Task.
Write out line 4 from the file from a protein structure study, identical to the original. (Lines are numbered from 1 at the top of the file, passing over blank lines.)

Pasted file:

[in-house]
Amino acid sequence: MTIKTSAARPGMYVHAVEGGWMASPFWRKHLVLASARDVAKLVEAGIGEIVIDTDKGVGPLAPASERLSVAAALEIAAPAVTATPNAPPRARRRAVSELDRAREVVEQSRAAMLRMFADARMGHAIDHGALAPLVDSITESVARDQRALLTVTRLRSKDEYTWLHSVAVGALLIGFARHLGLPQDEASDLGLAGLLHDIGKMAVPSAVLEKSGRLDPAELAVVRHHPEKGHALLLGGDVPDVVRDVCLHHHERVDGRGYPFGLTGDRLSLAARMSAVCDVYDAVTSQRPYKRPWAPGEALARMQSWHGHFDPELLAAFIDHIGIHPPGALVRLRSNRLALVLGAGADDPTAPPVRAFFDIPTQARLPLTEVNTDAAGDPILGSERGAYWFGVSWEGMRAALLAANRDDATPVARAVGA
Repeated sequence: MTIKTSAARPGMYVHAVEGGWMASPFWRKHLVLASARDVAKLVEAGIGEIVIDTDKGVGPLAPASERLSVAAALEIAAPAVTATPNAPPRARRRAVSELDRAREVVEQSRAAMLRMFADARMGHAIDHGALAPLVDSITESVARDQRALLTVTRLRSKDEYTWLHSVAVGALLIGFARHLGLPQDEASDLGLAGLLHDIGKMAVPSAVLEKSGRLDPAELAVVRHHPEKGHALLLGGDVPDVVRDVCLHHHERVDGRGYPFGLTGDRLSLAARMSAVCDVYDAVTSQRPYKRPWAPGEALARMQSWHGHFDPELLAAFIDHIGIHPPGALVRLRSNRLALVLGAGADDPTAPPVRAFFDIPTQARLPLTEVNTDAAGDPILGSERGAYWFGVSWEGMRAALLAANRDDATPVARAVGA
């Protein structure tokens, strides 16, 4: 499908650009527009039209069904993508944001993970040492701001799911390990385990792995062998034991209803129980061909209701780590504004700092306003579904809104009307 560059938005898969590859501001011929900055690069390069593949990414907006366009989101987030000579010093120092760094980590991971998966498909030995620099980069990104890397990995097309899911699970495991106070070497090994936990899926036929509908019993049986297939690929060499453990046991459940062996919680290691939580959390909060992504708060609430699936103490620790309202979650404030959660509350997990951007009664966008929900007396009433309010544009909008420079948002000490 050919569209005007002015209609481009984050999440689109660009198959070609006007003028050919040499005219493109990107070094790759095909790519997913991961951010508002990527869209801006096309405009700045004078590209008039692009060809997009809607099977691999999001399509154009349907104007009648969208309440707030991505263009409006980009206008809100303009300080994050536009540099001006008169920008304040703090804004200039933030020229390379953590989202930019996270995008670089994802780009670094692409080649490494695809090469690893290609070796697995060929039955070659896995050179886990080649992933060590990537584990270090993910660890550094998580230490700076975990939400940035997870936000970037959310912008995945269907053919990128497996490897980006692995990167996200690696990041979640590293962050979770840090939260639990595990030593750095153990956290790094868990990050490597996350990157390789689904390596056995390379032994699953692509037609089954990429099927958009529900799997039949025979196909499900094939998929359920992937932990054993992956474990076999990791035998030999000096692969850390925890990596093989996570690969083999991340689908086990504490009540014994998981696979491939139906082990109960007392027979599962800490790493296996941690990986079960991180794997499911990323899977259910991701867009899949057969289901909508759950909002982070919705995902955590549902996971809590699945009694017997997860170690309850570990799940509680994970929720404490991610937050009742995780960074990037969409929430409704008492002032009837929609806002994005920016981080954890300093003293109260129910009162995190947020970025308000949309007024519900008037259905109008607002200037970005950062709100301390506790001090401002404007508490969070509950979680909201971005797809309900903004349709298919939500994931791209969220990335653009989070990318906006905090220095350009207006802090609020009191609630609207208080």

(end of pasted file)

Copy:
């Protein structure tokens, strides 16, 4: 499908650009527009039209069904993508944001993970040492701001799911390990385990792995062998034991209803129980061909209701780590504004700092306003579904809104009307 560059938005898969590859501001011929900055690069390069593949990414907006366009989101987030000579010093120092760094980590991971998966498909030995620099980069990104890397990995097309899911699970495991106070070497090994936990899926036929509908019993049986297939690929060499453990046991459940062996919680290691939580959390909060992504708060609430699936103490620790309202979650404030959660509350997990951007009664966008929900007396009433309010544009909008420079948002000490 050919569209005007002015209609481009984050999440689109660009198959070609006007003028050919040499005219493109990107070094790759095909790519997913991961951010508002990527869209801006096309405009700045004078590209008039692009060809997009809607099977691999999001399509154009349907104007009648969208309440707030991505263009409006980009206008809100303009300080994050536009540099001006008169920008304040703090804004200039933030020229390379953590989202930019996270995008670089994802780009670094692409080649490494695809090469690893290609070796697995060929039955070659896995050179886990080649992933060590990537584990270090993910660890550094998580230490700076975990939400940035997870936000970037959310912008995945269907053919990128497996490897980006692995990167996200690696990041979640590293962050979770840090939260639990595990030593750095153990956290790094868990990050490597996350990157390789689904390596056995390379032994699953692509037609089954990429099927958009529900799997039949025979196909499900094939998929359920992937932990054993992956474990076999990791035998030999000096692969850390925890990596093989996570690969083999991340689908086990504490009540014994998981696979491939139906082990109960007392027979599962800490790493296996941690990986079960991180794997499911990323899977259910991701867009899949057969289901909508759950909002982070919705995902955590549902996971809590699945009694017997997860170690309850570990799940509680994970929720404490991610937050009742995780960074990037969409929430409704008492002032009837929609806002994005920016981080954890300093003293109260129910009162995190947020970025308000949309007024519900008037259905109008607002200037970005950062709100301390506790001090401002404007508490969070509950979680909201971005797809309900903004349709298919939500994931791209969220990335653009989070990318906006905090220095350009207006802090609020009191609630609207208080």